A recent thread on the differences amongst history books led me to examine more deeply the variance of lessons in history throughout the history of America. I read first , History in the Making by Kyle Ward From the cover, "What you learned in school about American history is not what your parents or grandparents learned. In this fascinating and illuminating new look at how and why the past itself changes over time...compares how two hundred years of history textbooks have looked at the same historical events in completely different way...Kyle Ward cleverly juxtaposes short excerpts sample from dozen of textbooks -- including those used in the earliest years of the American nation and across the intervening centuries, right up to the present day. This unique approach draws us back into familiar stories from new and unfamiliar perspective, and introduces a completely new way of thinking about he past." I enjoyed not only revisiting American history, and was fascinated at the social commentary that one perceives by reading the "standard" set forth in academics over the years.
A great companion, History Lessons How Textbooks from Around the World Portray U.S. History, also by Ward and fellow historian Dana Lindaman, offers the same format; however, the perspective is that of other nations, over time regarding the history of America. Imagine reading about World Wars from the state standard of Germany -- very intriguing. You'll find different approaches and styles of writing and some interesting ideas that are quite different from the American perspective. In addition, you'll note the differing theories behind educational presentation, necessities, as well as, the influence of a variety of Motherlands on their colonies.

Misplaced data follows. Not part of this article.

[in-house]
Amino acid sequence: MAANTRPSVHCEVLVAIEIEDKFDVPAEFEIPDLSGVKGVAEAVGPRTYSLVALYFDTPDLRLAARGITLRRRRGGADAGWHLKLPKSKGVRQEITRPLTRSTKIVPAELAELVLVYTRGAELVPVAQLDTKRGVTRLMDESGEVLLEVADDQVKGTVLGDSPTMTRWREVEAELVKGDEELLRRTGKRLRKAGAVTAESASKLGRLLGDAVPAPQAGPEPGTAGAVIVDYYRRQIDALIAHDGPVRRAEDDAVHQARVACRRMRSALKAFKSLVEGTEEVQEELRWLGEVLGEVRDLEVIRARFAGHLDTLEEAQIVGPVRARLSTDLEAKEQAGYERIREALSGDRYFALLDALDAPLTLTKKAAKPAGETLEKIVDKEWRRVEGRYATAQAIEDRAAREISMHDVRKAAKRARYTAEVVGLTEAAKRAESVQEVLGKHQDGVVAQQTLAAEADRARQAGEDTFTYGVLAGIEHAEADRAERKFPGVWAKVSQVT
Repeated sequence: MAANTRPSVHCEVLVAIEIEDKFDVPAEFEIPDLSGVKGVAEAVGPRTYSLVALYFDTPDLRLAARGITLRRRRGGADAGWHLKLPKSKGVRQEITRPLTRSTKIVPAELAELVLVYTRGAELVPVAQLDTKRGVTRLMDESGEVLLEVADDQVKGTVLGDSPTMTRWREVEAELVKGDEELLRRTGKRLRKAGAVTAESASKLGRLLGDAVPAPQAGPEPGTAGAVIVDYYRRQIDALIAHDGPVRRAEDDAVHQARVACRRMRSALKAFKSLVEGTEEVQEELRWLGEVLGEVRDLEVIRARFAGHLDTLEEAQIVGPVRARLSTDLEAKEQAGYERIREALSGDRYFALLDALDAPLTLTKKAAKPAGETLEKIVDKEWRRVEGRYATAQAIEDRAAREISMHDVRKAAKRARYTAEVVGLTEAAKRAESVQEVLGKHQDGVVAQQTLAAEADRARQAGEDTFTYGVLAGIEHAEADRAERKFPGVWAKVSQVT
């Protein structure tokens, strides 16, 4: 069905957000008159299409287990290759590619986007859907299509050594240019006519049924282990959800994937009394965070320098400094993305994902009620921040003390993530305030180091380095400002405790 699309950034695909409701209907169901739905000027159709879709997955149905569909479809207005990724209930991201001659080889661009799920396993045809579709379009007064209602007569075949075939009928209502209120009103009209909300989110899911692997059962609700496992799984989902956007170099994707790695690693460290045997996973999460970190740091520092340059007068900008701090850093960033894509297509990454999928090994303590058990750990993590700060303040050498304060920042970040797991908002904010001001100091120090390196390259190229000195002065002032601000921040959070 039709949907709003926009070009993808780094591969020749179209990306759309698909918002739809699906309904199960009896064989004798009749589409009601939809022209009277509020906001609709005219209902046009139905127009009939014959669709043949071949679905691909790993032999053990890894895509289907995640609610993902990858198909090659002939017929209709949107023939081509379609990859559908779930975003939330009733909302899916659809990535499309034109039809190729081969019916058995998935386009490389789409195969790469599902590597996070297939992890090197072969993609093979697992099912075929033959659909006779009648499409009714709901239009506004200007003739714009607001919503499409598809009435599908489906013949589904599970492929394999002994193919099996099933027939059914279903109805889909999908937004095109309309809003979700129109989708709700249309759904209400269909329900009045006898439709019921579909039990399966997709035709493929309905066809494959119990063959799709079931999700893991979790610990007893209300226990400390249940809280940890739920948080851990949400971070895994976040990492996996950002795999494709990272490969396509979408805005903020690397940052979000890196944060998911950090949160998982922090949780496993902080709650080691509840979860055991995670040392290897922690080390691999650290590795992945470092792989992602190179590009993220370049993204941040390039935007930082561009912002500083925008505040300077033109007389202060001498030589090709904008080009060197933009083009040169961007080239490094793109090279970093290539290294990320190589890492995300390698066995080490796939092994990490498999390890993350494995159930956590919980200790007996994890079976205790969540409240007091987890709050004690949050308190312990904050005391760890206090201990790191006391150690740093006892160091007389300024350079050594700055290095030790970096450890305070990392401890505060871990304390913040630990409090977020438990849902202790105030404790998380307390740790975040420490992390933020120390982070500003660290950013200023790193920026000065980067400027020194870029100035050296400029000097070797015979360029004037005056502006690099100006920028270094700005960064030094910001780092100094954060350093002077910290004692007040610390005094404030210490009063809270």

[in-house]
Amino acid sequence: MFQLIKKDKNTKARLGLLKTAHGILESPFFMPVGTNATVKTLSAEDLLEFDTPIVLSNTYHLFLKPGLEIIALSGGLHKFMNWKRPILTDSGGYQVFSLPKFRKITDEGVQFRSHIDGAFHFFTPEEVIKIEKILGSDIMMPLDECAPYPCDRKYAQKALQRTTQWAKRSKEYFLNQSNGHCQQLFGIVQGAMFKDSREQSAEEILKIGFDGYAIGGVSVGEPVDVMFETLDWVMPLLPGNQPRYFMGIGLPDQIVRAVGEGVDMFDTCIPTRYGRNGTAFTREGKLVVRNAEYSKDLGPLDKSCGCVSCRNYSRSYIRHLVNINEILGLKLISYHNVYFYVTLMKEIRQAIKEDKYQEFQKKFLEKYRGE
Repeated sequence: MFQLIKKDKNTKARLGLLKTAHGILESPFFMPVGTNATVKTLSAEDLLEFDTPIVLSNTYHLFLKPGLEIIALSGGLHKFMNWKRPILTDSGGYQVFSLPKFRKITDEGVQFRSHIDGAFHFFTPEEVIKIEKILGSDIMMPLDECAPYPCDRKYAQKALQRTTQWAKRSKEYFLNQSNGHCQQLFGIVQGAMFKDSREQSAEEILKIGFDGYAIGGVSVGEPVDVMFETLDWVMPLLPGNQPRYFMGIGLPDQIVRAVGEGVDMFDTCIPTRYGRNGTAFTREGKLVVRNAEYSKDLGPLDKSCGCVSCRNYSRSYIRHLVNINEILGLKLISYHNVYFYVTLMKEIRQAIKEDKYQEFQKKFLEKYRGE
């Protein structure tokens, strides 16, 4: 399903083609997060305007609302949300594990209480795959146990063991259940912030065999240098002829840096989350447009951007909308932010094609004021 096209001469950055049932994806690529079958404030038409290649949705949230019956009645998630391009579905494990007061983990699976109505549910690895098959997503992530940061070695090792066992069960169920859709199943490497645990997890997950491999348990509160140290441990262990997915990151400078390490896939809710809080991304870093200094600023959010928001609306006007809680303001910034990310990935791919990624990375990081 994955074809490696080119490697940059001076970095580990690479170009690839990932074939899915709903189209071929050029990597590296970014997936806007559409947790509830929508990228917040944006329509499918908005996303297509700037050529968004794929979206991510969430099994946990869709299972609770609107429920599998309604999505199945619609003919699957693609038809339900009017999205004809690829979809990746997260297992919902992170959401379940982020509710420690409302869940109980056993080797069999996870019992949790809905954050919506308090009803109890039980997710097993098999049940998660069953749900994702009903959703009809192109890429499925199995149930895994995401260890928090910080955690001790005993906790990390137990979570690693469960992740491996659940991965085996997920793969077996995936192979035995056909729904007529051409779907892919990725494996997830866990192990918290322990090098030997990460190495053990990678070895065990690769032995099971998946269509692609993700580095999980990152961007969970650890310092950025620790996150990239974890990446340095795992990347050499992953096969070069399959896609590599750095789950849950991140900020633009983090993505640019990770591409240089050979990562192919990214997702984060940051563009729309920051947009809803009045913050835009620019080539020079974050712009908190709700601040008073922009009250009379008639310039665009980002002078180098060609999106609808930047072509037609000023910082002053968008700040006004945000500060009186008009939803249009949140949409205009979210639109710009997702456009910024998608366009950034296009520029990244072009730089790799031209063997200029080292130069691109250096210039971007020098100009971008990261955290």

Truly, a social study of history just as much as a factual one, reading both books will not only bring enjoyment for history lovers, but would also serve as excellent companions to any high school American history study. It will also give perspective on the dumbing down of textbooks over time as you explore the eloquent speech of 19th century America and the simplified versions of modern textbooks.
As an added thought and user of TOG, I can joyfully and confidently reassure you, TOG is doing an excellent job of painting a solid worldview of American history. These books will surely lend themselves nicely to your TOG studies and will affirm your decision to use a literary, versus textbook, approach to history. Some of the textbook selections are as dry as the Sahara; nonetheless, the overall demonstration of history through the years was a great read and kept me awake far too late into the night.
Child, wife, mother, daughter, sister, friend
- I love the Lord as much as a broken person can; love and loved by my husband; blessed by 5 amazing little people who have helped me to learn much about me; grateful to serve even more as God gives them to me; blessed every day to be a home school teacher; college student; I hope to change the world by loving as many people as possible, because there is nothing greater than loving another.